Antimicrobial peptides (AMPs) are a class of natural compounds that hold promise for the development of antibiotics. However, they are not intrinsically useful because they are easily broken down by proteolytic enzymes in the body and may initiate immune responses. Phillip B. Messersmith and his team at Northwestern University have recently developed a novel method of producing useful antimicrobial products inspired by AMPs. In order to overcome the disadvantages of natural AMPs, they construct peptide chains comprised of N-substituted glycine type synthetic amino acids. Since these novel amino acids do not exist in nature, they do not initiate an immune response and are not susceptible to degradation by proteolytic enzymes. However, they share enough characteristics with natural amino acids that chains of the synthetic amino acids, called peptoids, do mimic the folding habits of natural peptides. Messersmith's group created a series of peptoids that adopt helical folding patterns similiar to natural AMPs; they dubbed the synthetic counterparts ampetoids. When immobilized to a surface by bonding, the surface becomes passively antimicrobial. The ampetoids developed by Messersmith and his team have demonstrated a high degree of antimicrobial capability. Moreover, since the active mechanism of AMPs (and ampetoids as well) relies on forming "barrel stave" type punctures in microbial cell membranes, pathogens do not easily develop immunity to their effects.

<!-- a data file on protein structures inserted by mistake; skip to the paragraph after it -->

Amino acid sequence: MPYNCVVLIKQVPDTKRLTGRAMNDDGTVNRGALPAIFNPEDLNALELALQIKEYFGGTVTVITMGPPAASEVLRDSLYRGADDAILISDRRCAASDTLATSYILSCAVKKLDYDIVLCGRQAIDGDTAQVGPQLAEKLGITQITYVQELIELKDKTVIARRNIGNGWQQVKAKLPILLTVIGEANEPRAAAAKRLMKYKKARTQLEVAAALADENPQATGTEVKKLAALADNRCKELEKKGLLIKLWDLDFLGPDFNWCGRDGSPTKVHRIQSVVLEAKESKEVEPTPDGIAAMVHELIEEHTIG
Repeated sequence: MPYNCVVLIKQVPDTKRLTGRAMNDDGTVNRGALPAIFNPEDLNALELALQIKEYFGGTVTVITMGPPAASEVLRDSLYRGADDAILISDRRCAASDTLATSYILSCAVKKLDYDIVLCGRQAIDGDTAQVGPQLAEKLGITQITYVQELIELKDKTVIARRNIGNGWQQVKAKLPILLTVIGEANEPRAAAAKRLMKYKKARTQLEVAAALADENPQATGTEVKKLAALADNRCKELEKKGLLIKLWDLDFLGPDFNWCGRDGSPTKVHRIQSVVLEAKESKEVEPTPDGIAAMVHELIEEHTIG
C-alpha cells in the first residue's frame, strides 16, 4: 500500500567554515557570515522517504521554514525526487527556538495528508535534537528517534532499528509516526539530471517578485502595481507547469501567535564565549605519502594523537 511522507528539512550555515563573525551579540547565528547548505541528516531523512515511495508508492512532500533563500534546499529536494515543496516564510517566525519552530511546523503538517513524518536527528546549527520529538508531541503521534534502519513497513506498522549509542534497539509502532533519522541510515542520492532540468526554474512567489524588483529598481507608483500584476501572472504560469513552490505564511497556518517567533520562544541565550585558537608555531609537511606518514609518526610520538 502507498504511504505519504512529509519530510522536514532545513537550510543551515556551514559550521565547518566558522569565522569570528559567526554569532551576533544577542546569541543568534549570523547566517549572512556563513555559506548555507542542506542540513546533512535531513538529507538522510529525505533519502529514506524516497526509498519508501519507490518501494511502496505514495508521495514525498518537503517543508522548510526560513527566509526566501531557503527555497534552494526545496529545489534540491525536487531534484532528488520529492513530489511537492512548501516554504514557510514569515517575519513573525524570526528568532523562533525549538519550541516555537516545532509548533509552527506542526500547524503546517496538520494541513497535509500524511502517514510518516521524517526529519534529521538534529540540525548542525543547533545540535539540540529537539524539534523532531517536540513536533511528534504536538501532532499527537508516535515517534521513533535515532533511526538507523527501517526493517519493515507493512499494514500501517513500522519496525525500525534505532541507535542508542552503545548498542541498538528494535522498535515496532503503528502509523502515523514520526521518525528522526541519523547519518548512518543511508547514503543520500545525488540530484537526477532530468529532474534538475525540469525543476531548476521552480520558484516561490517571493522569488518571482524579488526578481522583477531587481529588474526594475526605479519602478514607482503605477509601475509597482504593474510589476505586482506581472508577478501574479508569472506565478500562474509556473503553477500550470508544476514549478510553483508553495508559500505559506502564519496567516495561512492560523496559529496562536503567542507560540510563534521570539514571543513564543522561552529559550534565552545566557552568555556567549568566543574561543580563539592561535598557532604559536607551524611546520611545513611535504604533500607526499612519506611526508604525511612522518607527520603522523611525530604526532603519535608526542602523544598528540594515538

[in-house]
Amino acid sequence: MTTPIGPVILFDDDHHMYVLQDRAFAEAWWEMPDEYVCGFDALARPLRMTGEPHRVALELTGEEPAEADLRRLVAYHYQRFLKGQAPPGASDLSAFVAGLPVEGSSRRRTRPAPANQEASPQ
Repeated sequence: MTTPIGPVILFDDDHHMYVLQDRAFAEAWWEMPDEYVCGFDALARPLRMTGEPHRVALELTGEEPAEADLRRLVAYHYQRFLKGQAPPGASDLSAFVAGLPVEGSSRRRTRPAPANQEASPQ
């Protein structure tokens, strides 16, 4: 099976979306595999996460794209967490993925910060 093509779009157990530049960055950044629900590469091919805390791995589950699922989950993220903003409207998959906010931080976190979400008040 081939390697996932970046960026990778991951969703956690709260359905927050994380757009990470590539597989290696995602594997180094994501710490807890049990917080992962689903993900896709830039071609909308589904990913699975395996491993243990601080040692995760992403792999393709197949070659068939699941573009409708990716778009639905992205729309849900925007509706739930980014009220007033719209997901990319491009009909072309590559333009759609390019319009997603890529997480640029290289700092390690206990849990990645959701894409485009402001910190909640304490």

Most antimicrobial surface coatings are petroleum-based polymers or contain harmful and expensive chemicals (e.g., quaternary ammonium compounds and silver, respectively). A surface treatment based on ampetoids would not necessarily contain such components and could be made from renewable resources.
Conventional antimicrobial surface coatings cannot always prevent the growth of microbial biofilms either due to resistance or lack of inherent efficacy. Surface coatings containing immobilized ampetoid may be more effective at preventing the growth of pathogens on medical devices, hospital equipment, food packaging, and fresh water containers.Edit Summary